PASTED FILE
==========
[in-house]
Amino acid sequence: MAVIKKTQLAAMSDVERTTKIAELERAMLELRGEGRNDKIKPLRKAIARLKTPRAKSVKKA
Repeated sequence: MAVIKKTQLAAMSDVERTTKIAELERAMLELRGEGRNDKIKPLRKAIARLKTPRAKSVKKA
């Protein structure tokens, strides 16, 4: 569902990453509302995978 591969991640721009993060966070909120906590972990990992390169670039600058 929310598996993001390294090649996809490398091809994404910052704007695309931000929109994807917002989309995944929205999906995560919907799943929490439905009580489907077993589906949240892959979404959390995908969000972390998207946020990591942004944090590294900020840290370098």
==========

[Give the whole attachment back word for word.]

[in-house]
Amino acid sequence: MAVIKKTQLAAMSDVERTTKIAELERAMLELRGEGRNDKIKPLRKAIARLKTPRAKSVKKA
Repeated sequence: MAVIKKTQLAAMSDVERTTKIAELERAMLELRGEGRNDKIKPLRKAIARLKTPRAKSVKKA
């Protein structure tokens, strides 16, 4: 569902990453509302995978 591969991640721009993060966070909120906590972990990992390169670039600058 929310598996993001390294090649996809490398091809994404910052704007695309931000929109994807917002989309995944929205999906995560919907799943929490439905009580489907077993589906949240892959979404959390995908969000972390998207946020990591942004944090590294900020840290370098």